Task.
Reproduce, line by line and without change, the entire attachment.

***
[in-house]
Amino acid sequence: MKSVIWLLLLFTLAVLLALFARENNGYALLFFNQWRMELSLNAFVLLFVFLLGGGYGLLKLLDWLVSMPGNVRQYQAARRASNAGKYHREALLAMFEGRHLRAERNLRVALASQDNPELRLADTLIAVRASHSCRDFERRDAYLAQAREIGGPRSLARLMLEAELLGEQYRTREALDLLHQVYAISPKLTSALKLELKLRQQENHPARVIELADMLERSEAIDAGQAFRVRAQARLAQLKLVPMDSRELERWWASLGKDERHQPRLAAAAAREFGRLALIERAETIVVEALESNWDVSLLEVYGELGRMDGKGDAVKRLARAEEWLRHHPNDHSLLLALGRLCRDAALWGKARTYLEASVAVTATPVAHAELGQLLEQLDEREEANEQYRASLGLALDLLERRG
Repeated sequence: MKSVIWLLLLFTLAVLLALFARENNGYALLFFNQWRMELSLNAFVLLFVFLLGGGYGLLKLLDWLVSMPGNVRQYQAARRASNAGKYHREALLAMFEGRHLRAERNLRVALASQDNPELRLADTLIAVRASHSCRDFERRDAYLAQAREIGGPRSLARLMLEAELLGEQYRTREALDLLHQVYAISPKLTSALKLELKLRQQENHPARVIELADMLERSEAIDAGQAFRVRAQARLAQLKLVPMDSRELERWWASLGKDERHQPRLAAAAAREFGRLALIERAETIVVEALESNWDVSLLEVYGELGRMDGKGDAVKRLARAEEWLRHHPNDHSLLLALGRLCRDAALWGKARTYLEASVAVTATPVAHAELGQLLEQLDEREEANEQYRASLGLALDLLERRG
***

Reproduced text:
[in-house]
Amino acid sequence: MKSVIWLLLLFTLAVLLALFARENNGYALLFFNQWRMELSLNAFVLLFVFLLGGGYGLLKLLDWLVSMPGNVRQYQAARRASNAGKYHREALLAMFEGRHLRAERNLRVALASQDNPELRLADTLIAVRASHSCRDFERRDAYLAQAREIGGPRSLARLMLEAELLGEQYRTREALDLLHQVYAISPKLTSALKLELKLRQQENHPARVIELADMLERSEAIDAGQAFRVRAQARLAQLKLVPMDSRELERWWASLGKDERHQPRLAAAAAREFGRLALIERAETIVVEALESNWDVSLLEVYGELGRMDGKGDAVKRLARAEEWLRHHPNDHSLLLALGRLCRDAALWGKARTYLEASVAVTATPVAHAELGQLLEQLDEREEANEQYRASLGLALDLLERRG
Repeated sequence: MKSVIWLLLLFTLAVLLALFARENNGYALLFFNQWRMELSLNAFVLLFVFLLGGGYGLLKLLDWLVSMPGNVRQYQAARRASNAGKYHREALLAMFEGRHLRAERNLRVALASQDNPELRLADTLIAVRASHSCRDFERRDAYLAQAREIGGPRSLARLMLEAELLGEQYRTREALDLLHQVYAISPKLTSALKLELKLRQQENHPARVIELADMLERSEAIDAGQAFRVRAQARLAQLKLVPMDSRELERWWASLGKDERHQPRLAAAAAREFGRLALIERAETIVVEALESNWDVSLLEVYGELGRMDGKGDAVKRLARAEEWLRHHPNDHSLLLALGRLCRDAALWGKARTYLEASVAVTATPVAHAELGQLLEQLDEREEANEQYRASLGLALDLLERRG